The motto "without loyalty there's no citizenship" belongs in the darkest regimes. In such regimes, people are detained, tortured, sent to labor or rehabilitation camps, or simply "disappear" because someone suspected they are disloyal. In such regimes, citizens live in fear and are scared to speak up lest someone interpret their words as criticism; they secretly tell each other jokes (forget about political satire on television) while fearing that their neighbors or friends will turn them in.
"Without loyalty there's no citizenship." Seemingly, this is so logical and speaks to our sense of natural justice. This is why this slogan seems legitimate. Why should the State bestow its good upon those who are disloyal or do not wish it well? However, this is a trap that shall lead us to a life of fear. After all, who will be determining the loyalty threshold? And how shall we distinguish disloyalty to the State from disagreement with the position of authorities? The moment loyalty will be determined by authorities, any kind of criticism will be interpreted as disloyalty.
Lieberman is not talking about us, say most citizens. Yet he is. Lieberman is talking about anyone who disagrees with his perception of the State and its path. Please read Yisrael Beiteinu's platform; it doesn't hide a thing. In the "Citizenship and Equality" clause, under the headline "stricter attitude to subversion," it says: "We shall act to ban parties or bodies whose words or acts constitute incitement against the State of Israel as a Jewish Zionist State and undermine its existence."
Next, watch Yisrael Beiteinu's election ads on TV, which feature examples of disloyalty, followed by a voiceover ominously: "No citizenship without loyalty." And what is the example provided? Protesters against the operation in Gaza holding up signs near the fence of the Hebrew University in Jerusalem. The conclusion is that those protesting against government decisions are disloyal. Loud and clear. And where do we mark the loyalty threshold? Balad? Hadash? Meretz? Or perhaps Kadima, which is engaging in talks on returning the Golan Heights?
And on a personal note – did you donate to Peace Now? Did you attend the mass rally in the wake of the Sabra and Shatila massacre? (Smearing the country in public.) Did you express solidarity with the Four Mothers movement? (Weakening the resolve of IDF troops in Lebanon." Did you endorse the Oslo Accords in the peace rally on November 4th, 1995? Did you perhaps back the evacuation of settlements from Gaza? (Promoting the handing over of territory to the enemy and contributing to the success of terrorism.)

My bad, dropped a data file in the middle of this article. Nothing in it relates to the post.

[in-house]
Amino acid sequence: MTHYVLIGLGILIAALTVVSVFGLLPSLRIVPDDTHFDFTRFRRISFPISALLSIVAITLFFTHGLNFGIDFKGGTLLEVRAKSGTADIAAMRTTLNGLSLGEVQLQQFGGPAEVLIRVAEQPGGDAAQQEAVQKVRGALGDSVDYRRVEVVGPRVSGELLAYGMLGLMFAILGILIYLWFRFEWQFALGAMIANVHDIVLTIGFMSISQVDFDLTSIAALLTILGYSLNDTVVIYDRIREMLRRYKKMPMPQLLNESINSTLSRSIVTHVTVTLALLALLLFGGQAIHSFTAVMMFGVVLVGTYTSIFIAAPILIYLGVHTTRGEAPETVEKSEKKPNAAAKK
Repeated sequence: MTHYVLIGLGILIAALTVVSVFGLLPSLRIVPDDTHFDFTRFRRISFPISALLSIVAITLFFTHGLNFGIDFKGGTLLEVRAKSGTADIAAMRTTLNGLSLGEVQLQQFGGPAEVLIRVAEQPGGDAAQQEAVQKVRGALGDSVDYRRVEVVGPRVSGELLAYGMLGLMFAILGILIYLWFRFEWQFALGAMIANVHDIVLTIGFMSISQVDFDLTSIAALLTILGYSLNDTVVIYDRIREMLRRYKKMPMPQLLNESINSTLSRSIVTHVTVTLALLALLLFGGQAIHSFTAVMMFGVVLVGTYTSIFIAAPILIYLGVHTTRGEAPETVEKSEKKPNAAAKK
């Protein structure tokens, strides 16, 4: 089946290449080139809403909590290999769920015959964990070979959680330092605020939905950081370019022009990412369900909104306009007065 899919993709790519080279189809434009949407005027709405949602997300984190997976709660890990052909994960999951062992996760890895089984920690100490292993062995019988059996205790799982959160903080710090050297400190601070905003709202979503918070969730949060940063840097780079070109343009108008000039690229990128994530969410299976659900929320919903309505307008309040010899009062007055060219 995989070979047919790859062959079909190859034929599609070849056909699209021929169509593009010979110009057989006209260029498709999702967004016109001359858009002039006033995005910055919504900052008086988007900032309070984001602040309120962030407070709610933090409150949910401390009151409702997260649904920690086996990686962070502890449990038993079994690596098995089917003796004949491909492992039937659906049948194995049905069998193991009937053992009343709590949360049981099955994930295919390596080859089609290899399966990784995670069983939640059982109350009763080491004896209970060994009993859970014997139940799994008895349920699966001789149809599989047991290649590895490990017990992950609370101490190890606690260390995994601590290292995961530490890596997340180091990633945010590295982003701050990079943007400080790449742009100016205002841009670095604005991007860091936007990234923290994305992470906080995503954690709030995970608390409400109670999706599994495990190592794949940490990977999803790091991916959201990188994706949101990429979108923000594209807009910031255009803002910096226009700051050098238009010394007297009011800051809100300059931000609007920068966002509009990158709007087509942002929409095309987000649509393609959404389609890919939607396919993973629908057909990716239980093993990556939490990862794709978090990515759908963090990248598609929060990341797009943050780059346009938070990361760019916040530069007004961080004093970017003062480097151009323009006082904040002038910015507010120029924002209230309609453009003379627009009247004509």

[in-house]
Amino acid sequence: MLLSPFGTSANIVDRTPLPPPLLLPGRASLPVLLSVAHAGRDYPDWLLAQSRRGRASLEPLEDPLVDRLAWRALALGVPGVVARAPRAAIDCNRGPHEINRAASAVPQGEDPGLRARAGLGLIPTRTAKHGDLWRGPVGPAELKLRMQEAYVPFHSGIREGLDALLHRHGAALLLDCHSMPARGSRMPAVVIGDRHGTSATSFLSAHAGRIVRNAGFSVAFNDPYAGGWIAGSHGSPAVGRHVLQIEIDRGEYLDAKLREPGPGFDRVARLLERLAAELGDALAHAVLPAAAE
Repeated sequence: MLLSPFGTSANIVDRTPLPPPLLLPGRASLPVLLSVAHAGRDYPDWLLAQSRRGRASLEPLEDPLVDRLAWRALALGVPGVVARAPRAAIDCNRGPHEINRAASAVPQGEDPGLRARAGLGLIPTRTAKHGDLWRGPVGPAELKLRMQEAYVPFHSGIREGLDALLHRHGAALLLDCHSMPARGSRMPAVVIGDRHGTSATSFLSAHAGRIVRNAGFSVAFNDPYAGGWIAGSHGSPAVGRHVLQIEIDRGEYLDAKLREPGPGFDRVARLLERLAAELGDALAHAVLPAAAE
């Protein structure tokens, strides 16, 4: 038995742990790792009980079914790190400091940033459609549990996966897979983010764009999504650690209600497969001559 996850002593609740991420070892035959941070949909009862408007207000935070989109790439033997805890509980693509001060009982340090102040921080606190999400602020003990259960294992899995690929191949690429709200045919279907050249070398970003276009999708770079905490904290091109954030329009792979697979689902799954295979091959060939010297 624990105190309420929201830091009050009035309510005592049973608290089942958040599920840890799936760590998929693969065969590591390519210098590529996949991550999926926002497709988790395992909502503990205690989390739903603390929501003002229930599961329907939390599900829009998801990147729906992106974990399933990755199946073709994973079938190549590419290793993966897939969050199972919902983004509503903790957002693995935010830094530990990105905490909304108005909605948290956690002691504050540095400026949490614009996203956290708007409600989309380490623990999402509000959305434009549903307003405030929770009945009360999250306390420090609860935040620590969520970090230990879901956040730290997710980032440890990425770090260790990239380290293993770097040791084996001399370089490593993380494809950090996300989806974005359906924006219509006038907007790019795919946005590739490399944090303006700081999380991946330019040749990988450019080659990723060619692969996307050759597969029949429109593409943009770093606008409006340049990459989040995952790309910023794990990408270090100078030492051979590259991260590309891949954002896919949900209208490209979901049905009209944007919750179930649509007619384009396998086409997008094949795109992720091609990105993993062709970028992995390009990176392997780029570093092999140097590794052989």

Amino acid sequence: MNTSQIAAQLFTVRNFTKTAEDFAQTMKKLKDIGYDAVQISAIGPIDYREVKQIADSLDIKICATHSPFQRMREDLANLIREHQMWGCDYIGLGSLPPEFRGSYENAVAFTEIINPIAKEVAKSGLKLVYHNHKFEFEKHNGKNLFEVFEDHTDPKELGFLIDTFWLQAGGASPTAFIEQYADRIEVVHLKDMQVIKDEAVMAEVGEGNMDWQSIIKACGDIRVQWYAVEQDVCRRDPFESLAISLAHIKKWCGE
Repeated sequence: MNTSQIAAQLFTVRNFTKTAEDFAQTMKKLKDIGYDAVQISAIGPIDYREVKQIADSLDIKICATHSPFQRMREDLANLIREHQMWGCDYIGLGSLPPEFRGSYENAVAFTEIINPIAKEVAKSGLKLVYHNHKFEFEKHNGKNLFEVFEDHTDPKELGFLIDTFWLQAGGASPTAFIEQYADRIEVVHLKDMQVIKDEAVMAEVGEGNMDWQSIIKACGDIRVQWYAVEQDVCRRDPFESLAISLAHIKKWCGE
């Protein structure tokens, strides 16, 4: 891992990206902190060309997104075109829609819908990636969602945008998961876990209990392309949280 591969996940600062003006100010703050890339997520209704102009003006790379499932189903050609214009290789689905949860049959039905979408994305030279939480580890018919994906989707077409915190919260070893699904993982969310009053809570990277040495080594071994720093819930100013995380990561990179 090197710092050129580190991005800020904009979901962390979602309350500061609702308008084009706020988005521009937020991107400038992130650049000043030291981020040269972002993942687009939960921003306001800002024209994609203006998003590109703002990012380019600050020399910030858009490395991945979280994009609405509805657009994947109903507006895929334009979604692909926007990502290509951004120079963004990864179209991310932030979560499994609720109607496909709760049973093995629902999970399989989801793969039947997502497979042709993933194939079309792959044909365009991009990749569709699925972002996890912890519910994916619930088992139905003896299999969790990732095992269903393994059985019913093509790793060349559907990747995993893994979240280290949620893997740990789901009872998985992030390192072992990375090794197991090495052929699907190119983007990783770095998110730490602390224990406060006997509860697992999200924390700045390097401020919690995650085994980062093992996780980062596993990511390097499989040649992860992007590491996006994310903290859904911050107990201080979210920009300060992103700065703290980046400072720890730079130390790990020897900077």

Sounds exaggerated? In an Army Radio interview in October 2007 quoted by Ynet, then-Strategic Threats Minister Lieberman slammed leftists who called for a boycott of artists who support the settlement enterprise.
"All our troubles, all our problems, all our victims are a result of these people," he said. "Overall, all of our problems do not stem from the outside world, and are not the result of the international community – it is because of these people." According to their election ads, Avigdor Lieberman and Uzi Landau mean every word they say.
Slippery slopeThis slope is a slippery one and climbing back up hurts. At first, the law will be utilized against minorities in the face of meek protest. Yet the protests will die down as one gets closer to the loyalty threshold. At a certain moment, every citizen will be asking himself or herself whether they are not risking their job, their wellbeing, or their family. From that point onward, only exceptional people will continue to protest.
In most cases they won't live long (at least not like free people,) and the threshold will keep rising. In many cases we will not know who determines the loyalty threshold or what it is exactly. Later, the question of loyalty will turn into a tool utilized by the authorities for hurting those who undermine the interests of the powerful. I did not invent this story. Regrettably, it happened in so many countries at different times – Argentina, Spain, China, Iran, the Soviet Union, and yes, in Germany too.
Lieberman will not win the premiership in the upcoming elections, yet if we fail to regain our senses, his party will be among the pillars of the coalition. Even if he serves as leader of the opposition, with nearly 20 Knesset seats (yes, that many,) in the next elections he will be in good position to win the premiership. His loyalty laws will be promoted in one way or another. Should the High Court prevent this, he will aim to curb its powers. This process started in the current Knesset.
Yisrael Beiteinu openly calls for undermining the most basic rights in a democratic society, including the right to express and promote one's views. Without these rights, there is no democracy. This is a clear and present danger that no voter may ignore.
Leon Deouell is an associate professor at the Hebrew University's psychology department